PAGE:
Whether a user breaks content or grammar rules is determined at 964. An example of a content rule is a policy or rule set by an administrator or website regarding the content of messages, postings, etc. For example, some websites have a rule that users are not permitted to include or post an email address or telephone number during an initial communication phase. In this particular example, fraudulent users want to communicate with victims (e.g., offline) and may post their email address (or other contact information) even if they are prohibited from doing so. In some embodiments, a content rule prohibits advertising a product or service on the website. In some embodiments, a content rule prohibits the use of certain words (e.g., obscene or offensive). A grammar rule is generally defined as proper use of a language. A user breaks a grammar rule when they (for example) use improper spelling, syntax, etc. In this example, fraudulent users tend to be non-native English speakers and tend to break grammar rules. If a grammar or content rule is broken, 6 points are added at 966.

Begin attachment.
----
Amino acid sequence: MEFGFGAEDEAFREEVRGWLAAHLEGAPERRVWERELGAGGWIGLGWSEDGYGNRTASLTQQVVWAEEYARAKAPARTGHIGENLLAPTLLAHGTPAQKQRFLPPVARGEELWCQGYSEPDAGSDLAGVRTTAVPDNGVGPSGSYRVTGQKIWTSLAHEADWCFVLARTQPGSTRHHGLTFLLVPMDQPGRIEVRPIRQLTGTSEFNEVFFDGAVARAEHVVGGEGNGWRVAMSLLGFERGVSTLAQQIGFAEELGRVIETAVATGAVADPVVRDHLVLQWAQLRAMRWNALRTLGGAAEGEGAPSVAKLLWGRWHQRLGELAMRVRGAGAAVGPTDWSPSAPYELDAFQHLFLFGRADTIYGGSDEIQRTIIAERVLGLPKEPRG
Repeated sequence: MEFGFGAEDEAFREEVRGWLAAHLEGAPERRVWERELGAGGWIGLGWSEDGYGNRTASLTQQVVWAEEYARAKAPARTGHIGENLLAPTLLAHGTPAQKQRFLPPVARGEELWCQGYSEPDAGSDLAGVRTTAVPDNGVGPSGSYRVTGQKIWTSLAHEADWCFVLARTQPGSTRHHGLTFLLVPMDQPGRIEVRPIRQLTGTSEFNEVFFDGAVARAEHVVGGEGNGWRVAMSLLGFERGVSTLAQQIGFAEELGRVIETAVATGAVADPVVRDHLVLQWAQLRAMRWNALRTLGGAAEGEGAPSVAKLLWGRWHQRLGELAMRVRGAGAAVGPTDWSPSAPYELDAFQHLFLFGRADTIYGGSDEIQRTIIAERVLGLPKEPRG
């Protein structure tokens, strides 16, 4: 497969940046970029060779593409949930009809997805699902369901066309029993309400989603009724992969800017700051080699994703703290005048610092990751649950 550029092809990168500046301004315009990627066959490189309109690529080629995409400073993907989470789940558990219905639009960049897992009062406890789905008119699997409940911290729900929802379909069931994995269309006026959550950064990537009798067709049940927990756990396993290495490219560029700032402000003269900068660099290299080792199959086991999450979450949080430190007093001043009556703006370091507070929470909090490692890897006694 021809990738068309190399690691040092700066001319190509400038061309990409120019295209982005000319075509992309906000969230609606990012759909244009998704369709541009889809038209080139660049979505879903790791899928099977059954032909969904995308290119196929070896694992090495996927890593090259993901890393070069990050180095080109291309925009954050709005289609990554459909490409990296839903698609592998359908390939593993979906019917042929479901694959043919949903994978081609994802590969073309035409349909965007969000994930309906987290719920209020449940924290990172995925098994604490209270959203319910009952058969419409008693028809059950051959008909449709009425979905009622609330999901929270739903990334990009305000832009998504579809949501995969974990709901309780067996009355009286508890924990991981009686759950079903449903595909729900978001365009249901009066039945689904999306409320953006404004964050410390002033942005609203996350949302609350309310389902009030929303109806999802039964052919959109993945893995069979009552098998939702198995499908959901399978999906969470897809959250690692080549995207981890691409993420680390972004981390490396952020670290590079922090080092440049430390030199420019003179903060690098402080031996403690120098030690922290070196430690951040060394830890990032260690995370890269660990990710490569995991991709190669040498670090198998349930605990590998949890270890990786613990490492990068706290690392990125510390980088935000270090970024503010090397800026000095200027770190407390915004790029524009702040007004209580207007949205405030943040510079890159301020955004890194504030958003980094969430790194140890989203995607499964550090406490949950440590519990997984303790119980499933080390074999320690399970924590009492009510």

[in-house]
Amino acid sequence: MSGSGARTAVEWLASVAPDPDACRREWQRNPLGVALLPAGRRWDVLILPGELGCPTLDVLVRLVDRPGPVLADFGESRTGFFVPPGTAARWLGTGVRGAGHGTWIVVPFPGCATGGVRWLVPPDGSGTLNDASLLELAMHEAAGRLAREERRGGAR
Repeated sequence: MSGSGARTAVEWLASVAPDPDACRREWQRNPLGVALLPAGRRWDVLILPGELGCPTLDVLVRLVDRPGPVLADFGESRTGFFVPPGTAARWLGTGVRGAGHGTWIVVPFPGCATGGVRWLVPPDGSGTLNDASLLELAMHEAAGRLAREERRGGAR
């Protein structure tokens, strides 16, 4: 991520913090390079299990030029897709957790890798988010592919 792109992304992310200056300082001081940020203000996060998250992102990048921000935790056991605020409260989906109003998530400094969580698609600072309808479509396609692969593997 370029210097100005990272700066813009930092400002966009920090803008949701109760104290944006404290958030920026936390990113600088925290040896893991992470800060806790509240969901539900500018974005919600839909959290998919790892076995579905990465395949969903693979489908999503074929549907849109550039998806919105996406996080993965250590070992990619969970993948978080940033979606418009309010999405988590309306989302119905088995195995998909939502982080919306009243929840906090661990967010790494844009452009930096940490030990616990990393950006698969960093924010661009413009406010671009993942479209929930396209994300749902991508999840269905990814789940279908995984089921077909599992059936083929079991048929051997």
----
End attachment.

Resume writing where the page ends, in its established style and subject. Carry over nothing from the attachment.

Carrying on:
The size of a user's net is determined at 968. In this example, this corresponds to an acceptable distance or range between the user and a potential match or partner. Most legitimate users in this example cast a net with a reasonable distance, such as in the same metropolitan region, within 25 miles, etc. If a user indicates large distances are okay, 4.9 points are added at 970. If a user specifies a local net, 5 points are subtracted at 972.